- Methodology article
- Open Access
High-throughput gene expression profiling of memory differentiation in primary human T cells
© Haining et al; licensee BioMed Central Ltd. 2008
- Received: 29 May 2008
- Accepted: 01 August 2008
- Published: 01 August 2008
The differentiation of naive T and B cells into memory lymphocytes is essential for immunity to pathogens. Therapeutic manipulation of this cellular differentiation program could improve vaccine efficacy and the in vitro expansion of memory cells. However, chemical screens to identify compounds that induce memory differentiation have been limited by 1) the lack of reporter-gene or functional assays that can distinguish naive and memory-phenotype T cells at high throughput and 2) a suitable cell-line representative of naive T cells.
Here, we describe a method for gene-expression based screening that allows primary naive and memory-phenotype lymphocytes to be discriminated based on complex genes signatures corresponding to these differentiation states. We used ligation-mediated amplification and a fluorescent, bead-based detection system to quantify simultaneously 55 transcripts representing naive and memory-phenotype signatures in purified populations of human T cells. The use of a multi-gene panel allowed better resolution than any constituent single gene. The method was precise, correlated well with Affymetrix microarray data, and could be easily scaled up for high-throughput.
This method provides a generic solution for high-throughput differentiation screens in primary human T cells where no single-gene or functional assay is available. This screening platform will allow the identification of small molecules, genes or soluble factors that direct memory differentiation in naive human lymphocytes.
- Memory Differentiation
- Naive Cell
- Memory Lymphocyte
- Affymetrix Microarray Data
- Differentiation Signature Gene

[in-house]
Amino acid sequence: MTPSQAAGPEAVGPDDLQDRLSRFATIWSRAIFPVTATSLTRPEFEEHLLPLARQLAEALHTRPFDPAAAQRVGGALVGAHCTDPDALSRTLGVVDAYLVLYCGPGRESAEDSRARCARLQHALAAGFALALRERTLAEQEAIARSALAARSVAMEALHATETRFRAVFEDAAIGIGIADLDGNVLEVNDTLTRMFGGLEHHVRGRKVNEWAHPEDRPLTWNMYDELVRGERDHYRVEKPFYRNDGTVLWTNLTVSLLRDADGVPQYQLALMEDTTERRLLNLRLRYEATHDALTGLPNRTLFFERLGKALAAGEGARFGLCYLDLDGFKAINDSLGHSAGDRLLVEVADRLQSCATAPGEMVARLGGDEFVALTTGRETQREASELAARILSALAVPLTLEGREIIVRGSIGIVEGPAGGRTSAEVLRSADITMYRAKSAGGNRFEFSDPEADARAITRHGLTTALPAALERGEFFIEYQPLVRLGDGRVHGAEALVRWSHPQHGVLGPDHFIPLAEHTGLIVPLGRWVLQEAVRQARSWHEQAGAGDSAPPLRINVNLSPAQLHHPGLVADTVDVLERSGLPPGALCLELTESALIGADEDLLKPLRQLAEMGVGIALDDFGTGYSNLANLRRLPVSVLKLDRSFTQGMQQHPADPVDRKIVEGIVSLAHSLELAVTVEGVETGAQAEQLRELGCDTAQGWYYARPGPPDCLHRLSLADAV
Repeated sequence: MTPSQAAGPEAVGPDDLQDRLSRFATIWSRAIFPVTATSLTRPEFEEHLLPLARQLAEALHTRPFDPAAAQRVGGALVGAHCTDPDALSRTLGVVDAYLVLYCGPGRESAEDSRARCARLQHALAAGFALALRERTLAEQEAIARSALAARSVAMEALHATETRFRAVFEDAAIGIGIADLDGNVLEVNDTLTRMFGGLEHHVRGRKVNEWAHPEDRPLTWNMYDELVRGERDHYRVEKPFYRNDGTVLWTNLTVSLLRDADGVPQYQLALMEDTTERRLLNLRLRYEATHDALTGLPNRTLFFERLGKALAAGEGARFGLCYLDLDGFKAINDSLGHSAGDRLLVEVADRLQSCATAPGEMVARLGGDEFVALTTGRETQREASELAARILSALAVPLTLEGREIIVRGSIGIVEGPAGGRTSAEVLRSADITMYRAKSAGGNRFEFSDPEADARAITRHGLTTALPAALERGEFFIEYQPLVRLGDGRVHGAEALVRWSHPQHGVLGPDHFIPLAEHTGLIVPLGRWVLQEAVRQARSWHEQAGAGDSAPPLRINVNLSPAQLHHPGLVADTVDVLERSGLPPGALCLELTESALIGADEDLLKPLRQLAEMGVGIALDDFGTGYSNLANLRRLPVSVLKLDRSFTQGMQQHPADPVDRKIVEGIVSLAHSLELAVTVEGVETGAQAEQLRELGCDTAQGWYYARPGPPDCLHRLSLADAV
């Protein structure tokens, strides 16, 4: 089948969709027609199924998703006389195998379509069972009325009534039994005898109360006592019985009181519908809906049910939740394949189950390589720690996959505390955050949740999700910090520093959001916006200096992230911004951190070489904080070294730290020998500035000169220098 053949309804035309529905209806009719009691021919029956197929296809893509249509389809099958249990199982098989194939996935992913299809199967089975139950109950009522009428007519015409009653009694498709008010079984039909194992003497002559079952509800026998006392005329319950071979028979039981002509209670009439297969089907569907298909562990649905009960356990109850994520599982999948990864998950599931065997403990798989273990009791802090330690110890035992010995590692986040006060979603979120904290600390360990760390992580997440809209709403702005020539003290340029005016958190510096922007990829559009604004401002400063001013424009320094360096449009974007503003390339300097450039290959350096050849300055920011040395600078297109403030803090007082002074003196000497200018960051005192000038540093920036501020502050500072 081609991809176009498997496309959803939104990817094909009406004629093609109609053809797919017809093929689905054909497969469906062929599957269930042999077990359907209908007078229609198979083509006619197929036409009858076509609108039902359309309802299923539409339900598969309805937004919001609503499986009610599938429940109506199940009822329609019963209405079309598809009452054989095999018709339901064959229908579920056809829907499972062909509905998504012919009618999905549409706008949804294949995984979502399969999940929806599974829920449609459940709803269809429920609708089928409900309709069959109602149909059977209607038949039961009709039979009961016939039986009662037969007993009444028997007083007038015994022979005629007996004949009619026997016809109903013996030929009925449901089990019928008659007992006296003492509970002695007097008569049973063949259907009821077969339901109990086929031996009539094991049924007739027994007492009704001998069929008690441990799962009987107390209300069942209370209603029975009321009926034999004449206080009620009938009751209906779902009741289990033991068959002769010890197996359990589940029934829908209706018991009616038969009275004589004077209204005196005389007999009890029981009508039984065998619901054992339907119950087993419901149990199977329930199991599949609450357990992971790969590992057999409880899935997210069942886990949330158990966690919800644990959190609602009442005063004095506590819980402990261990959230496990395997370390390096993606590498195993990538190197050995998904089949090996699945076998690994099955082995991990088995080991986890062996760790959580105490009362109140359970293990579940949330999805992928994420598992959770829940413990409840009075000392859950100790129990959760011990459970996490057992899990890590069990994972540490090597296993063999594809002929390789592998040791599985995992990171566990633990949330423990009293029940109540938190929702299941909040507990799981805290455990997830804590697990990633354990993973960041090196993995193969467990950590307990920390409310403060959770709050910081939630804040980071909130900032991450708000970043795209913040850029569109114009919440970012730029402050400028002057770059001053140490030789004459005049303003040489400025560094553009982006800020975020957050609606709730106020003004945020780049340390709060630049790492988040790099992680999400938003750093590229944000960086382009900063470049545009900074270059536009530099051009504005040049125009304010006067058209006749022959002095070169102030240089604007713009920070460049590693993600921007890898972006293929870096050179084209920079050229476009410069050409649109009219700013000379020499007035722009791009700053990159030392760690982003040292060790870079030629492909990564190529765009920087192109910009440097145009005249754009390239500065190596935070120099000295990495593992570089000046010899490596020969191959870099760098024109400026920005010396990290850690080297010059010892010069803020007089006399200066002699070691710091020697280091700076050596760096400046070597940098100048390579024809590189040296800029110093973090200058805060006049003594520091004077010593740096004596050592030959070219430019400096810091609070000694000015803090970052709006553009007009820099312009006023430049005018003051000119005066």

After antigen encounter populations of naive lymphocytes cells differentiate through an effector state into memory cells that confer protective immunity to the host [1, 2]. Memory lymphocytes acquire functions during this differentiation process that are necessary for their immunologic efficacy, including a lowered threshold for proliferation and acquisition of effector functions, and the ability to self-renew for the life-time of the host.
Historically, vaccines have been used to induce antigen-specific T and B cell memory and are highly effective against many pathogens . However, diseases like HIV and cancer that are characterized by defective T cell function are refractory to current vaccination approaches [4, 5]. The ability to manipulate directly the differentiation of memory lymphocytes would therefore have great importance in improving immunotherapies for cancer and chronic viral diseases. However, the regulatory mechanisms that govern the differentiation of naive lymphocytes into memory cells are not completely understood. This has precluded the development of targeted therapies that could influence the cellular differentiation program underlying memory development .
High-throughput small-molecule screens are being increasingly used as a tool to identify compounds that can direct cellular differentiation from a precursor cell into a more differentiated cell-type . This raises the possibility that similar approaches could be used to identify small molecules that induce the full or partial differentiation of naive cells into those that have functional characteristics of memory cells. Small molecules capable of promoting memory differentiation could 1) serve as tool compounds to understand better memory differentiation: and 2) have therapeutic applications in the ex-vivo expansion of antigen-specific T cells or as molecularly targeted vaccine adjuvants. Applying this approach to memory differentiation, however, is limited by significant obstacles. Differentiation screens rely on high-throughput assays that can detect the emergence of a more differentiated state. This is often achieved by the use of a reporter gene assay that monitors the expression level of a single differentiation marker gene [7, 8]. Reporter gene screens have been used to identify compounds that partially induce either neural or cardiac differentiation in an undifferentiated cell line. However, the memory lymphocyte pool is highly heterogeneous, and no single gene can reliably distinguish naive and memory lymphocytes . Other screening approaches have assayed for a functional read-out such as proliferation to detect compounds that promote a more differentiated state in neural precursor cells , but the cardinal functional characteristics of memory cells such as longevity and the ability to self-renew are not easily assayed in vitro.